Defendants have a constitutional right to consideration of their mental
health problems when determining their criminal intent, according to an amicus
curiae brief that APA submitted in a case under Supreme Court review.
The brief was submitted in Clark v. Arizona, which was argued
before the court in April and concerns whether a teenager convicted of killing
an Arizona police officer had a fair chance to argue that he was insane.
The case is the first Supreme Court consideration of insanity claims in
more than a decade. The defendant, Eric Michael Clark, had been diagnosed with
paranoid schizophrenia and was convicted of shooting Officer Jeff Moritz
during a traffic stop in Flagstaff, Ariz., on June 21, 2000. His defense
maintained that Clark believed his town was under alien control and that he
was held captive and tortured before the killing.
The state, joined by the Bush administration, argued that Clark knew what
he was doing and knew it was wrong because he ran away from police and spoke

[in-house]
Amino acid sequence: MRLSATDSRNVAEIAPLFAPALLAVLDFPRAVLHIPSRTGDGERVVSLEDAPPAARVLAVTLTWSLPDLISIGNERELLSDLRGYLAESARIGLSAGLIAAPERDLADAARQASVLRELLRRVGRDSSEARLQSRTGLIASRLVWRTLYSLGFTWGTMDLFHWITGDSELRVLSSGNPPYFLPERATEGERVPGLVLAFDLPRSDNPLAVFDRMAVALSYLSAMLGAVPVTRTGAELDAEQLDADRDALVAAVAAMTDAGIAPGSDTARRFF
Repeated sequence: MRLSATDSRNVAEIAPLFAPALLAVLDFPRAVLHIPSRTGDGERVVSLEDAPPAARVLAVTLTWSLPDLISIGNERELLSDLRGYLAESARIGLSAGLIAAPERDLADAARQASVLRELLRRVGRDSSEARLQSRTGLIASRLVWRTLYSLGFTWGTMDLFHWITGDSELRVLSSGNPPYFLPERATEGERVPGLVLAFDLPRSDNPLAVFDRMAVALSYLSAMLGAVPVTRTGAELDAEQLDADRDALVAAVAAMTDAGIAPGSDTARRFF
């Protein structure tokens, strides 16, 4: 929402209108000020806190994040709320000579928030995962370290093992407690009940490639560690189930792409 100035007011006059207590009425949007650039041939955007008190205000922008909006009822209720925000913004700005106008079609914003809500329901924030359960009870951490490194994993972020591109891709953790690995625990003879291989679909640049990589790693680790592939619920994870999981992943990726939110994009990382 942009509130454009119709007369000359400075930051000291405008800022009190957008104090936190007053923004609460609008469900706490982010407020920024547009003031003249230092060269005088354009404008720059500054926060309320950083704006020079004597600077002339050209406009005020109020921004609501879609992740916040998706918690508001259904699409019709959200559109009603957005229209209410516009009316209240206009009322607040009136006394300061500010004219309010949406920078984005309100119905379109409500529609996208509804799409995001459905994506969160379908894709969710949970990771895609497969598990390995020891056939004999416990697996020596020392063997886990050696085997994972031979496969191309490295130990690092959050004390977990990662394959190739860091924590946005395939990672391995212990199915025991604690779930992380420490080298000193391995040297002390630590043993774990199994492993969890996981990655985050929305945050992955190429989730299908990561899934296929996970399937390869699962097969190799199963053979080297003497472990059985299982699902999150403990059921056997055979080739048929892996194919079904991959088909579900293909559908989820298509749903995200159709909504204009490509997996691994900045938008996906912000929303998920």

of trapping and killing police before the shooting.
Like many other states, Arizona tightened its insanity defense laws after
John Hinckley's acquittal by reason of insanity in the March 1981 shooting of
President Ronald Reagan and three others. Four states changed their laws to
bar any insanity defense.
APA's amicus brief, in which it was joined by the American Psychological
Association and the American Academy of Psychiatry and the Law, urged the
court to require states to allow consideration of evidence of mental health
problems when determining a defendant's criminal intent.
"A fundamental due process right is the right to present relevant,
reliable, nonprejudicial, nonprivileged evidence to negate the State's effort
to prove the elements of the crime beyond a reasonable doubt," stated
the brief. "Mental-disorder evidence, in relation to mens rea
elements of the sort at issue in this case, comes within that
The amicus brief also asked the court to support the larger point that the
Constitution requires states to permit an insanity defense, which the state
argued the court has repeatedly rejected.
The state also held that it may decide for itself when and how any insanity
defense it allows may be asserted. Arizona no longer allows individuals a
defense based only on the presence of a mental defect. Its defendants with
mental illness are limited to a defense based on whether a mental defect kept
them from knowing right from wrong.